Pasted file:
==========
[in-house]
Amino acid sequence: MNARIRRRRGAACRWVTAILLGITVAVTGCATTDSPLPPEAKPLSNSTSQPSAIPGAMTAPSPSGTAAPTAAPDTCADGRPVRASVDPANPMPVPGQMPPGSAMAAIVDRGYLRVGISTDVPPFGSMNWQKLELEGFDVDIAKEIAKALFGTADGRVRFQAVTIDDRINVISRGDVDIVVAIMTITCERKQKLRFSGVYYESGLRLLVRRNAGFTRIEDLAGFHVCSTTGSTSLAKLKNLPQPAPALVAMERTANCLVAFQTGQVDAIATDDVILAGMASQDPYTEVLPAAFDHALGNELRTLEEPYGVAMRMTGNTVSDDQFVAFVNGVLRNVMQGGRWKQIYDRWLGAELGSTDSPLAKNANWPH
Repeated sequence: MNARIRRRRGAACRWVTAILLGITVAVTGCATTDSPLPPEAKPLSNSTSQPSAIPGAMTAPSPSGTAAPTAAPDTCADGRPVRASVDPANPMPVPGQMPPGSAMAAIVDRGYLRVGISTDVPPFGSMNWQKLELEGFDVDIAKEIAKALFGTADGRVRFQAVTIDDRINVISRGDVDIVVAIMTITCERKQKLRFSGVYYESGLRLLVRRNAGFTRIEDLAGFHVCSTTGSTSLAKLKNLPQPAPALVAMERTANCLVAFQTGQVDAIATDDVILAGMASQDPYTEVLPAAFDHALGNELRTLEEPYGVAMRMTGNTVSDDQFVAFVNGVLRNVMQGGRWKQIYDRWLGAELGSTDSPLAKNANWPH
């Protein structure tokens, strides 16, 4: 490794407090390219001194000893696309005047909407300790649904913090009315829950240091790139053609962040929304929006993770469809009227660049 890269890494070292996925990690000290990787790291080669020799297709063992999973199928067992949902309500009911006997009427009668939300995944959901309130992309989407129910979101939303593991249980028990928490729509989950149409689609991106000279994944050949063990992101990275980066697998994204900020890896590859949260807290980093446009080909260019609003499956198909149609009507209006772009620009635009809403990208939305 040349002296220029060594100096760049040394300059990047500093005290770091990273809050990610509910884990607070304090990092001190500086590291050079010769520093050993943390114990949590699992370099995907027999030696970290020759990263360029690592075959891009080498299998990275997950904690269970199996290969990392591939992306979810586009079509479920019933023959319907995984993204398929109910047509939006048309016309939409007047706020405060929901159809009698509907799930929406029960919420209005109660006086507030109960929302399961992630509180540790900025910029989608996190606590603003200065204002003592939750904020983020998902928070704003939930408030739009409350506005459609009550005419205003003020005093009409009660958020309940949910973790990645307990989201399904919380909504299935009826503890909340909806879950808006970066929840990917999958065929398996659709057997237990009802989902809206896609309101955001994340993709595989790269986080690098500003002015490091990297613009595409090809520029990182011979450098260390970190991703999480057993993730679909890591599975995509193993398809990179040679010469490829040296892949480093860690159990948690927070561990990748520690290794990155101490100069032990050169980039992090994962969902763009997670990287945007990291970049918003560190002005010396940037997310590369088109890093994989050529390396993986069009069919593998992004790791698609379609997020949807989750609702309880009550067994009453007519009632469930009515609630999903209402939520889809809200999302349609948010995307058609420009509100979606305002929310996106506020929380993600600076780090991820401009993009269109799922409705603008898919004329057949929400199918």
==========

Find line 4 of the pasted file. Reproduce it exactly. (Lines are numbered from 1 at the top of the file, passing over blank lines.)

């Protein structure tokens, strides 16, 4: 490794407090390219001194000893696309005047909407300790649904913090009315829950240091790139053609962040929304929006993770469809009227660049 890269890494070292996925990690000290990787790291080669020799297709063992999973199928067992949902309500009911006997009427009668939300995944959901309130992309989407129910979101939303593991249980028990928490729509989950149409689609991106000279994944050949063990992101990275980066697998994204900020890896590859949260807290980093446009080909260019609003499956198909149609009507209006772009620009635009809403990208939305 040349002296220029060594100096760049040394300059990047500093005290770091990273809050990610509910884990607070304090990092001190500086590291050079010769520093050993943390114990949590699992370099995907027999030696970290020759990263360029690592075959891009080498299998990275997950904690269970199996290969990392591939992306979810586009079509479920019933023959319907995984993204398929109910047509939006048309016309939409007047706020405060929901159809009698509907799930929406029960919420209005109660006086507030109960929302399961992630509180540790900025910029989608996190606590603003200065204002003592939750904020983020998902928070704003939930408030739009409350506005459609009550005419205003003020005093009409009660958020309940949910973790990645307990989201399904919380909504299935009826503890909340909806879950808006970066929840990917999958065929398996659709057997237990009802989902809206896609309101955001994340993709595989790269986080690098500003002015490091990297613009595409090809520029990182011979450098260390970190991703999480057993993730679909890591599975995509193993398809990179040679010469490829040296892949480093860690159990948690927070561990990748520690290794990155101490100069032990050169980039992090994962969902763009997670990287945007990291970049918003560190002005010396940037997310590369088109890093994989050529390396993986069009069919593998992004790791698609379609997020949807989750609702309880009550067994009453007519009632469930009515609630999903209402939520889809809200999302349609948010995307058609420009509100979606305002929310996106506020929380993600600076780090991820401009993009269109799922409705603008898919004329057949929400199918």